In March Bocarte Chico celebrates its first anniversary. Also owner of the restaurant “Bocarte Sur” in the “Los Corazones” neighborhood, Manuel Ariza -carpenter by profession-, decided to focus his everyday life in this small space, which is the result of an idea he had in mind for many years: a place to sell quality products at a good price and at the same time, to be a meeting point where to have a drink.

Manuel opened it in order to take life easier and relax a little more, but the success of The Bocarte Chico has made him work harder than he expected. He takes things philosophically,  with passion for what he does and a lot of humor: whenever you go, you’ll laugh. Among his specialties are tuna from Cadiz (only product beyond the borders of Malaga) or tasty “carne mechada” (shredded meat).

From there on, whatever you ask for will be a success. Of course, Spain Food Sherpas recommends products like the excellent El Borge figs stuffed with praline and dipped in Belgian chocolate, El Llano Jaral cheese from Álora, mango jam from the Axarquía region, Rujaq wine from Moclinjeo, olive oil from Heroína de Villanueva de la Concepción or baby broad beans from Antequera… The list is as tasty as it is endless. When you repeat, get there early to catch the two wingback chairs in the back of the shop- although you might never leave again.

Brunch It · Carretería, 46

Fun, healthy and ethical food in a modern and comfortable space. It’s the short description that might summarize the gastronomic proposal of Lydia Nieto: Brunch It. Her partner in this adventure comes from Italy, hence they opted for an Italian restaurant focusing on organic products.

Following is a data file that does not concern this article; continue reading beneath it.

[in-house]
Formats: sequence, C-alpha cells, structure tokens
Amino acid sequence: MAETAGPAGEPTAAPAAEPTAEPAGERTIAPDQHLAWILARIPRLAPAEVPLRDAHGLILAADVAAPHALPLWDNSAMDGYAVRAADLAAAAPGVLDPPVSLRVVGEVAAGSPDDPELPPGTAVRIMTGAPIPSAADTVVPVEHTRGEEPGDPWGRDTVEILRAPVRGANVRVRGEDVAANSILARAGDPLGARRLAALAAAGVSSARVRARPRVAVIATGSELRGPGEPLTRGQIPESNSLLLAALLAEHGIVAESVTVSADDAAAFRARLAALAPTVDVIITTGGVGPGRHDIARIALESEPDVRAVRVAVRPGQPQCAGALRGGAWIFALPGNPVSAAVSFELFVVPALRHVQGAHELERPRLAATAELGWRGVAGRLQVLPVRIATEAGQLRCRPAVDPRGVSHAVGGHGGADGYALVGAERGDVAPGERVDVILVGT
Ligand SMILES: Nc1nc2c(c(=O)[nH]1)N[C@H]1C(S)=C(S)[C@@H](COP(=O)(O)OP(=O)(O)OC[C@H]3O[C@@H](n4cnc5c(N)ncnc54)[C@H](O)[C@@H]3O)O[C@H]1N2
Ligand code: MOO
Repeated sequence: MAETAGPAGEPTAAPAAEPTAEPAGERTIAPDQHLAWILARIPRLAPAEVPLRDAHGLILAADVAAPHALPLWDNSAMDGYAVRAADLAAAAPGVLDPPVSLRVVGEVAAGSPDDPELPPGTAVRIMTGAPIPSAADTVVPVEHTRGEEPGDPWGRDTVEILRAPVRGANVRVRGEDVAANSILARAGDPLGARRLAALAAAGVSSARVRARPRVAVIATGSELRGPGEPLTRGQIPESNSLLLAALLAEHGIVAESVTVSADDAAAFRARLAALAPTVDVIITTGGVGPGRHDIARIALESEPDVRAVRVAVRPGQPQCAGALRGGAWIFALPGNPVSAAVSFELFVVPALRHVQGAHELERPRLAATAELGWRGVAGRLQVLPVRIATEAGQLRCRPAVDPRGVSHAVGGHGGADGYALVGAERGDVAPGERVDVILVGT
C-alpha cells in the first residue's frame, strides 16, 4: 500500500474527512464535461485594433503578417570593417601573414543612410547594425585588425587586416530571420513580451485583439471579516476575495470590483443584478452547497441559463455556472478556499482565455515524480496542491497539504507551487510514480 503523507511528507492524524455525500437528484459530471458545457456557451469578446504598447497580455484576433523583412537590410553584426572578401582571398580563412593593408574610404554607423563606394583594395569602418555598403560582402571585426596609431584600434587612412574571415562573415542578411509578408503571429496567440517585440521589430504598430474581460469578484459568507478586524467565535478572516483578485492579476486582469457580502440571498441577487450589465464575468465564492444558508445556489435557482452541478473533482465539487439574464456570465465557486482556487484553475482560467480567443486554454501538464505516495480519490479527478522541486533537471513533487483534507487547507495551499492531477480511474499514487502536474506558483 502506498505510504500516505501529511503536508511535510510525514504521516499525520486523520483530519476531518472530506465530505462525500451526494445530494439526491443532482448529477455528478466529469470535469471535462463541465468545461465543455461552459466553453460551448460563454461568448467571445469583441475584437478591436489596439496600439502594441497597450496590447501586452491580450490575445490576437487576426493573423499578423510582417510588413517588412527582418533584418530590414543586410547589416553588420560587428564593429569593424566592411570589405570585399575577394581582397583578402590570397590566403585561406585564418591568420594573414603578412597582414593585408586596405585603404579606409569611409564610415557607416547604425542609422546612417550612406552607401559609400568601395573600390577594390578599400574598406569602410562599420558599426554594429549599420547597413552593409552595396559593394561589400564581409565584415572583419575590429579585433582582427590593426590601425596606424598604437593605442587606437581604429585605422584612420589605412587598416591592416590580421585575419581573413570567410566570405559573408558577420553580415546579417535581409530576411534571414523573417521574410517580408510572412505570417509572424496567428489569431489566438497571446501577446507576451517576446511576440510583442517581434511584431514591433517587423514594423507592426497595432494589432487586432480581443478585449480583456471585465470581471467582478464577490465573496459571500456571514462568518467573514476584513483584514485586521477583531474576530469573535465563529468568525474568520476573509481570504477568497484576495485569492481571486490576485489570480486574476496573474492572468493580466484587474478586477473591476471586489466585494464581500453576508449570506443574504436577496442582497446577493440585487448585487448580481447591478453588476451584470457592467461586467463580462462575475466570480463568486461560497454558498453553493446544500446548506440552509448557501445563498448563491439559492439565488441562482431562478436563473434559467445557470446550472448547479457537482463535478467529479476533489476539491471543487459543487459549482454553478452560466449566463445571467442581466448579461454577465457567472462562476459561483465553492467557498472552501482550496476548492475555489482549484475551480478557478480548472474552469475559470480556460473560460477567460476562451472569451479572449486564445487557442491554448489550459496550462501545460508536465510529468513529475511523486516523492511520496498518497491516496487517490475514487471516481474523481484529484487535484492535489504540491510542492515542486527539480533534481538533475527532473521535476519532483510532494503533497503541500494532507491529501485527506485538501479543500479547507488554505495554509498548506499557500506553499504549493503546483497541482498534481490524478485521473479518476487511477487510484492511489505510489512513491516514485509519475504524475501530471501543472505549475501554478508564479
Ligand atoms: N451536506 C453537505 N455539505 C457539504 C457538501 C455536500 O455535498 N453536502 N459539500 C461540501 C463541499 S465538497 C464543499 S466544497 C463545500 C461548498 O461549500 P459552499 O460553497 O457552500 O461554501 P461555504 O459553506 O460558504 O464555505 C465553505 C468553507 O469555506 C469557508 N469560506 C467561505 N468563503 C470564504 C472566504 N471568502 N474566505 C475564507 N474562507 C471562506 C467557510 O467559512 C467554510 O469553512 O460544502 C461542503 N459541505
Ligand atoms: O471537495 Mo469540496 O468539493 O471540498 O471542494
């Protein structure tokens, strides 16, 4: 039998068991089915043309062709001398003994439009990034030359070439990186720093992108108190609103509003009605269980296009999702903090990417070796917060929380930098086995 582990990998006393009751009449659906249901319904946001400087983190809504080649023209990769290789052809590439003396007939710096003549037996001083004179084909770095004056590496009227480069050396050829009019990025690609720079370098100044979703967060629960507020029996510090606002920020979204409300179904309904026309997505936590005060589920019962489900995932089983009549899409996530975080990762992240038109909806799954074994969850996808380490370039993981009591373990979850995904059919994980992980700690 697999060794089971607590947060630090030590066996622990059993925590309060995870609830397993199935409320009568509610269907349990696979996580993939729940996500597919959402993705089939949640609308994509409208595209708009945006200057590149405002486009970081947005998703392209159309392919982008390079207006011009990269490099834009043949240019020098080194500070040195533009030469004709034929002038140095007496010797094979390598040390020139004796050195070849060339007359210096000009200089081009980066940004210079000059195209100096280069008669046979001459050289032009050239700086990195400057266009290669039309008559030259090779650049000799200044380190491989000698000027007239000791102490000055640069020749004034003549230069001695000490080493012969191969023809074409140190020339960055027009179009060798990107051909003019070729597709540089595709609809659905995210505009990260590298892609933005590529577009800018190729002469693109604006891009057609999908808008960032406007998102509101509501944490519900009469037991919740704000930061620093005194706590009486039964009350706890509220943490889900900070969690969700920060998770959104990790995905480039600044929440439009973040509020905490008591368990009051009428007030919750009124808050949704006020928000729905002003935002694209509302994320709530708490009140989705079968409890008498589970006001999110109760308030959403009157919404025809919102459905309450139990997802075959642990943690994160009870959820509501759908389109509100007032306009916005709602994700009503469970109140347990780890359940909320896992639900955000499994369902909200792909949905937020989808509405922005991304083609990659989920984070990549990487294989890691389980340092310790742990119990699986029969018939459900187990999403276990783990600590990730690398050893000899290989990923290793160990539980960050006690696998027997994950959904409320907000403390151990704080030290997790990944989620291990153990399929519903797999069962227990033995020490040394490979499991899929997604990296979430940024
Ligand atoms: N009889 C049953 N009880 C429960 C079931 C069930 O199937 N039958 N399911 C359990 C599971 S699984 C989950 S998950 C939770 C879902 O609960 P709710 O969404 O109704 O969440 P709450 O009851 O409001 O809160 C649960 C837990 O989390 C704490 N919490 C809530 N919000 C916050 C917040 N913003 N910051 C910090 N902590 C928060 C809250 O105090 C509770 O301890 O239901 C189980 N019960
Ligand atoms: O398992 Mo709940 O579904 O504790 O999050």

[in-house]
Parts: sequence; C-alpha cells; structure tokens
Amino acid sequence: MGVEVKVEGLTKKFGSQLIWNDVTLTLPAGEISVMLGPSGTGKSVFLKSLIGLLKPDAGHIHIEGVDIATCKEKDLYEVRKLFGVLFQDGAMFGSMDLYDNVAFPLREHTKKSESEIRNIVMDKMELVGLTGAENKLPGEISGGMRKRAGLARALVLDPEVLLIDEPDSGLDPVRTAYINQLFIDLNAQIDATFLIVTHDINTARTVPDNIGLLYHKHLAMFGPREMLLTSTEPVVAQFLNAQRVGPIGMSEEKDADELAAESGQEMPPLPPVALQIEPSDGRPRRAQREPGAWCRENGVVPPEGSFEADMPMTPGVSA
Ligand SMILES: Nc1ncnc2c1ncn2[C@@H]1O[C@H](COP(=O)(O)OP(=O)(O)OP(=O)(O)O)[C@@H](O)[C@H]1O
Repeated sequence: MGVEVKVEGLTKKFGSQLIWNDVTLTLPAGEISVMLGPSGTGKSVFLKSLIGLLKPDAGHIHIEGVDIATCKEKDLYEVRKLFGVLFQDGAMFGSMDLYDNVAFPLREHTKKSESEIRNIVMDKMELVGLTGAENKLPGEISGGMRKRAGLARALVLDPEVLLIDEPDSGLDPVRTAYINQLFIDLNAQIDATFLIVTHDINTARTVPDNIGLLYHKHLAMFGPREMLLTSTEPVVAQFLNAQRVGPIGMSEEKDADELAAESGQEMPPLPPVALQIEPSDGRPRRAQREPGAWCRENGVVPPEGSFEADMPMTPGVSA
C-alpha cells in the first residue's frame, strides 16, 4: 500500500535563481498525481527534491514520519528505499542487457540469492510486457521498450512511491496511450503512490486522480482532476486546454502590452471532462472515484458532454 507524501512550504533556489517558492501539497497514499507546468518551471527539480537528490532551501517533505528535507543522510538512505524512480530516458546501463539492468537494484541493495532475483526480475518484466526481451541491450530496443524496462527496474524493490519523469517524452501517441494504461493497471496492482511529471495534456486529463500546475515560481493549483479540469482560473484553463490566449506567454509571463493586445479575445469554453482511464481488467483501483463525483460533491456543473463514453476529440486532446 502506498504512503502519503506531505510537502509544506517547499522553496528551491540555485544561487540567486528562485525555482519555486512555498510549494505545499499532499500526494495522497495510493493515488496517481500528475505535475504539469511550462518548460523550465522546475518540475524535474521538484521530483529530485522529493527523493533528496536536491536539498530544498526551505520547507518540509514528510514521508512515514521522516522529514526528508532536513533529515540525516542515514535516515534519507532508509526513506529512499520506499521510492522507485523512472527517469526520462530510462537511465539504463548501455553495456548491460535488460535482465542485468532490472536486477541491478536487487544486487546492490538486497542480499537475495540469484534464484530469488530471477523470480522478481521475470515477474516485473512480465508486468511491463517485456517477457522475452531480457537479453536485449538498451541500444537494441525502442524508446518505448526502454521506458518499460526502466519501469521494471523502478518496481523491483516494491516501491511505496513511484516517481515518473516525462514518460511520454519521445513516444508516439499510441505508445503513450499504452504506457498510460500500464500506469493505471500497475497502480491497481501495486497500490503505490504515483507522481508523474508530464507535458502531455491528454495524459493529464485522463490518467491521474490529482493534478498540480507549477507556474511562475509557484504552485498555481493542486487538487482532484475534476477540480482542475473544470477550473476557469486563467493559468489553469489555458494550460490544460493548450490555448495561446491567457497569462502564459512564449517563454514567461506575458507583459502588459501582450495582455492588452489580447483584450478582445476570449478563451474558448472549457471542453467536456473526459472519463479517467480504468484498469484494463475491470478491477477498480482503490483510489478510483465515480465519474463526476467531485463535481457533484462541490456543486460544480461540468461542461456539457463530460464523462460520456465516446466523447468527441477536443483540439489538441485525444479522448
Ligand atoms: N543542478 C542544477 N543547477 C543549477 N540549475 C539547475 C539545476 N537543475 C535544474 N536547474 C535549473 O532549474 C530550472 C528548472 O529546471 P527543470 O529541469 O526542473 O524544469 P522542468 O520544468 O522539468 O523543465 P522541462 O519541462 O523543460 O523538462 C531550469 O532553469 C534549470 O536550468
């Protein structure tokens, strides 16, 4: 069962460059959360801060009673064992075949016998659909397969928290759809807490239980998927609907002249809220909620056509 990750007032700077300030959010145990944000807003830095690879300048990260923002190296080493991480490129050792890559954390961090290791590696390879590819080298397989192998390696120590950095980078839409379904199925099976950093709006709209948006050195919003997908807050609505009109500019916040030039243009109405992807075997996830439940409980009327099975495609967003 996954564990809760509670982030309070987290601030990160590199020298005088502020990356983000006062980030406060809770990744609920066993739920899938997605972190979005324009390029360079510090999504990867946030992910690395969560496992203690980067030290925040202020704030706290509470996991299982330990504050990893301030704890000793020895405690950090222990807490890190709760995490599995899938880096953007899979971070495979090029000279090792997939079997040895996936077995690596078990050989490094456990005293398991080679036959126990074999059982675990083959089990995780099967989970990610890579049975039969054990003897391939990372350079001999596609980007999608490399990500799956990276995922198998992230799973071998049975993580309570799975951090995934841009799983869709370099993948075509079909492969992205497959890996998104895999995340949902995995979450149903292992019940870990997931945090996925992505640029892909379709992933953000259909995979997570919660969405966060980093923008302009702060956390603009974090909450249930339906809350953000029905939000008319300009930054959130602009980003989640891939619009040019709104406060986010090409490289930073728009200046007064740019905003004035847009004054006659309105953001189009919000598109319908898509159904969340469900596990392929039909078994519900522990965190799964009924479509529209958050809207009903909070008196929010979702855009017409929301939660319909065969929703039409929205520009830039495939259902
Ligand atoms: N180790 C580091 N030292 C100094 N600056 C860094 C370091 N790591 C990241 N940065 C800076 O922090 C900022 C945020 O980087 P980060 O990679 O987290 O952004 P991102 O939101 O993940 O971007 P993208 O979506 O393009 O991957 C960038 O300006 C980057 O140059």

Or to say it in another way, with flavor. And if you doubt it, they’ll show you, because the daily fresh vegetables and fruits are exposed in boxes and you can even have a peek inside the kitchen, which has become a showcase to see how they prepare what you are eating. And that would be all around the clock from 9.30 in the morning until 10.30p.m.. Pizzas, smoothies, focaccia or lasagne form the main menu from Brunch It, prepared daily by Roberto, a Roman with a long experience with chefs like Jamie Oliver.


Natural wood tables, white brick walls, small plants or blue pantone coffee pots give a unique flair to the space. “We like good vibes, surfing, positive energy. That’s life and what we wanted to move here”, says Lydia, who until last year was living in Barcelona working in the field of new technologies.

You can feel that: there are outlets everywhere for you to charge your mobile phone or laptop. Two Ipads are embedded in a table for you to use whenever you want to and a third one they use in Brunch it to control the air conditioning. And the WIFI flies. In addition, there is electronic music and permanent video projections running in one corner of the room.

Is the perfect environment to try a tasty pizza with gorgonzola and pear or pumpkin cream with bacon. There is also a great variety for vegetarians available like the vegetable focaccia or delicious organic vegetables baked in the oven. And if you’re a carnivore, watch out: don’t miss the beef burger.

Although it opened in November 2015, the idea of Lydia and her partner is to open up to eight more restaurants under the same brand: first two more in Malaga and then another in Bali- and later eat the rest of the world.